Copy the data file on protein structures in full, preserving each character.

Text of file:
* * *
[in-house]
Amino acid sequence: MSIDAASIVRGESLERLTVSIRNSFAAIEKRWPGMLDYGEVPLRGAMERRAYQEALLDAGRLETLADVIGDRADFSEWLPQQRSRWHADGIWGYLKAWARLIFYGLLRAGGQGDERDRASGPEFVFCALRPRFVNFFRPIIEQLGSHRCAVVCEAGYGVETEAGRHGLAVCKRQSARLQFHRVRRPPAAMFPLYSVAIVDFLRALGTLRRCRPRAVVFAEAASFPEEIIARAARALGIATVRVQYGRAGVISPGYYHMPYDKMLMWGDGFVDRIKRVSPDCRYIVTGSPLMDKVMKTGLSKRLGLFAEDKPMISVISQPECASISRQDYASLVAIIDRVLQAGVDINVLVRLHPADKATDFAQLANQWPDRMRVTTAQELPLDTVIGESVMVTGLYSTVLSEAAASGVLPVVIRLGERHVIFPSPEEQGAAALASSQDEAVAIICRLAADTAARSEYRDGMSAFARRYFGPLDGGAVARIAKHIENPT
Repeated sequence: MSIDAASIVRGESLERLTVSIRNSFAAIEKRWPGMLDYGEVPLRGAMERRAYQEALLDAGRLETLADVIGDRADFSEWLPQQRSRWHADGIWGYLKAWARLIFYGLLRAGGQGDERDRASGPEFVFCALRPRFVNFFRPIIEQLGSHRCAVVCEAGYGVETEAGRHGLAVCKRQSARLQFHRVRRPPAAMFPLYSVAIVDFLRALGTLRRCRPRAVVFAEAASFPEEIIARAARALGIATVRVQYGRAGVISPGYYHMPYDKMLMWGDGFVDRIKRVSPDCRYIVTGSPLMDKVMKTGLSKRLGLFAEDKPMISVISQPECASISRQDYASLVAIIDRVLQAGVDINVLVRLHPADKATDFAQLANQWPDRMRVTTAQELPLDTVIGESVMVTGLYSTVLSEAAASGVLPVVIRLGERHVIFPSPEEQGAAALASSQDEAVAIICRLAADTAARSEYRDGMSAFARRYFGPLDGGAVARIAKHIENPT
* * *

[in-house]
Amino acid sequence: MSIDAASIVRGESLERLTVSIRNSFAAIEKRWPGMLDYGEVPLRGAMERRAYQEALLDAGRLETLADVIGDRADFSEWLPQQRSRWHADGIWGYLKAWARLIFYGLLRAGGQGDERDRASGPEFVFCALRPRFVNFFRPIIEQLGSHRCAVVCEAGYGVETEAGRHGLAVCKRQSARLQFHRVRRPPAAMFPLYSVAIVDFLRALGTLRRCRPRAVVFAEAASFPEEIIARAARALGIATVRVQYGRAGVISPGYYHMPYDKMLMWGDGFVDRIKRVSPDCRYIVTGSPLMDKVMKTGLSKRLGLFAEDKPMISVISQPECASISRQDYASLVAIIDRVLQAGVDINVLVRLHPADKATDFAQLANQWPDRMRVTTAQELPLDTVIGESVMVTGLYSTVLSEAAASGVLPVVIRLGERHVIFPSPEEQGAAALASSQDEAVAIICRLAADTAARSEYRDGMSAFARRYFGPLDGGAVARIAKHIENPT
Repeated sequence: MSIDAASIVRGESLERLTVSIRNSFAAIEKRWPGMLDYGEVPLRGAMERRAYQEALLDAGRLETLADVIGDRADFSEWLPQQRSRWHADGIWGYLKAWARLIFYGLLRAGGQGDERDRASGPEFVFCALRPRFVNFFRPIIEQLGSHRCAVVCEAGYGVETEAGRHGLAVCKRQSARLQFHRVRRPPAAMFPLYSVAIVDFLRALGTLRRCRPRAVVFAEAASFPEEIIARAARALGIATVRVQYGRAGVISPGYYHMPYDKMLMWGDGFVDRIKRVSPDCRYIVTGSPLMDKVMKTGLSKRLGLFAEDKPMISVISQPECASISRQDYASLVAIIDRVLQAGVDINVLVRLHPADKATDFAQLANQWPDRMRVTTAQELPLDTVIGESVMVTGLYSTVLSEAAASGVLPVVIRLGERHVIFPSPEEQGAAALASSQDEAVAIICRLAADTAARSEYRDGMSAFARRYFGPLDGGAVARIAKHIENPT